Q: Why have so many of your runs so far been in the far southern neighborhoods? Do you have something against Bushwick or DUMBO?
A: Of course not. It's just that, over the summer, I decided to draw an arbitrary line across the southern third of the borough -- from 65th Street in Bay Ridge across to Avenue P on the Sheepshead Bay/Midwood line and continuing along Flatlands Avenue through Marine Park and Flatlands and Canarsie -- and focus most of my energy south of it. Why? Because these are the farthest places from home (with commensurately longer subway rides to reach them), and I wanted to run these areas early on, when the weather was better and I was still experiencing the enthusiasm and excitement that accompanied the first few months of this whole thing. According to this logic, when it's cold and dark and I'm feeling the negative effects of all this running, I'll be able to run the neighborhoods much closer to home, preventing burnout and discouragement and everything else. It's kind of like being a kid, when you'd eat your brussels sprouts first to get them out of the way so you could enjoy the rest of your dinner.
Q: Fascinating. Is this plan working?
A: So far, so good. But ask me again in, say, January or February. And I still don't like brussels sprouts, or any of the cruciferous vegetables, for that matter. In fact, as a kid I usually didn't eat them at all -- I'd hide them in the potted plants or feed them to our dogs.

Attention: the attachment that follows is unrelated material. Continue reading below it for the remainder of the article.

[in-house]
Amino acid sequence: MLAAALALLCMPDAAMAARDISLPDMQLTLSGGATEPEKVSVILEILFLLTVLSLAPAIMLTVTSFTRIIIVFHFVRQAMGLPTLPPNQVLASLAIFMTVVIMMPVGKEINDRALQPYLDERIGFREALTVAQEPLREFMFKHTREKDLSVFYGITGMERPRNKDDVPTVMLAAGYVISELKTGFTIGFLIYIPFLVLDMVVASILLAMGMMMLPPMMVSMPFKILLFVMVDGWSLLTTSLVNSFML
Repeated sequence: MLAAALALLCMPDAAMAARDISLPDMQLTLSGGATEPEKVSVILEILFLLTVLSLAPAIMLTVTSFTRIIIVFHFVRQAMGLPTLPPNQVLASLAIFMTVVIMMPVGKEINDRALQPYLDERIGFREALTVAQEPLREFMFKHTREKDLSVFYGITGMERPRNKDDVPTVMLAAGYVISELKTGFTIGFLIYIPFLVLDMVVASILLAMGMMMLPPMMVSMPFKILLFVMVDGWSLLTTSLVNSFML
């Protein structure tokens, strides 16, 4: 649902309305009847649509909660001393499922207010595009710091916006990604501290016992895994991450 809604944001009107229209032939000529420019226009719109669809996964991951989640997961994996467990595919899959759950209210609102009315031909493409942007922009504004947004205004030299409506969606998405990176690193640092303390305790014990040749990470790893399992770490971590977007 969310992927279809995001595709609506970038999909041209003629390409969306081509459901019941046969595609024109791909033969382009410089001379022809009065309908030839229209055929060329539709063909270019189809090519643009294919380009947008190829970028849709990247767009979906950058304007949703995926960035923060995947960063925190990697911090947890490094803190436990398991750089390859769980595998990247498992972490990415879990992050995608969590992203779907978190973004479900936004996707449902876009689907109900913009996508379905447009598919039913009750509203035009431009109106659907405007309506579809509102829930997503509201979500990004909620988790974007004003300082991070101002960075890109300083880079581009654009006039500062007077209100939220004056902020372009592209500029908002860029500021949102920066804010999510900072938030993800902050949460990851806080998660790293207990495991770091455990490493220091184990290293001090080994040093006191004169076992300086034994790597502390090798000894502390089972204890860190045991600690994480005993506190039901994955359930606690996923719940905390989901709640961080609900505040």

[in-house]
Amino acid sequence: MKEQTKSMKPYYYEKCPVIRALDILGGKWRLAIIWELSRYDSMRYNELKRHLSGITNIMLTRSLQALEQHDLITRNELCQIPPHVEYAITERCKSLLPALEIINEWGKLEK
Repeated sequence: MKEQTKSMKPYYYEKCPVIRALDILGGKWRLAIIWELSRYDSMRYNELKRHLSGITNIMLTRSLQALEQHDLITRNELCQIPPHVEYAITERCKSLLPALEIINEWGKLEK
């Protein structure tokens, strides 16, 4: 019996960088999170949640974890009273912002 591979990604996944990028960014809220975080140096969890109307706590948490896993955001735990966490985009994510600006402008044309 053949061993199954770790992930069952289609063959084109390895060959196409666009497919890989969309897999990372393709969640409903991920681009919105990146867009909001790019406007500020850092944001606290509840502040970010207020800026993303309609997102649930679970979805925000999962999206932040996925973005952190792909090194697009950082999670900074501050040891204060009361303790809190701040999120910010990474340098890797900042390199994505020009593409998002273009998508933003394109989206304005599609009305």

Q: You had dogs that ate brussels sprouts?
A: Well, now that I'm thinking about it, they probably didn't. But they were less picky about my mom's cooking than my siblings and I ever were.
Q: Have you done much running before?
A: I've been running seriously for about seven years now. I've done seven marathons (Duluth and Chicago each once and Quad Cities five times) as well as numerous shorter races. And in 2005 I ran all 230 miles of streets in Iowa City, Iowa, where I lived before moving here. Since 1999 I've averaged about 1500 miles per year.
Q: What, are you some kind of superhuman ultra-athlete?
A: I wish. To tell the truth, I'm not particularly athletic at all but rather a pretty average 40 year old guy, with occasional lower back pain and a doughy midsection. But success in a project like this probably depends more on discipline and sheer determination (or, indeed, obstinacy and stubbornness) than on coordination or natural ability, which makes it a good choice for me. It's not that I'm terribly slow or anything -- I'm just not super fast, either. Most of my daily runs are at a pace between about 7.5 and 8 minutes per mile.
Q: Huh. So what are your personal records for races at various distances?
A: A respectable (or so I'd like to think) 3:30 for the marathon, 34:42 for the 8K, and 19:54 for the 5K. I'm less proud of my 1:43 half-marathon, but I only ran one and I didn't really train for it. And believe it or not, I don't think I've ever run a 10K.
Q: What will you do if and when you finish?
A: I'll probably rest for a couple of days. I'd like to run the New York Marathon in 2007. And while I don't think I'll attempt to run any other boroughs of New York, I wouldn't mind devoting a few hours a week to walking all of Manhattan.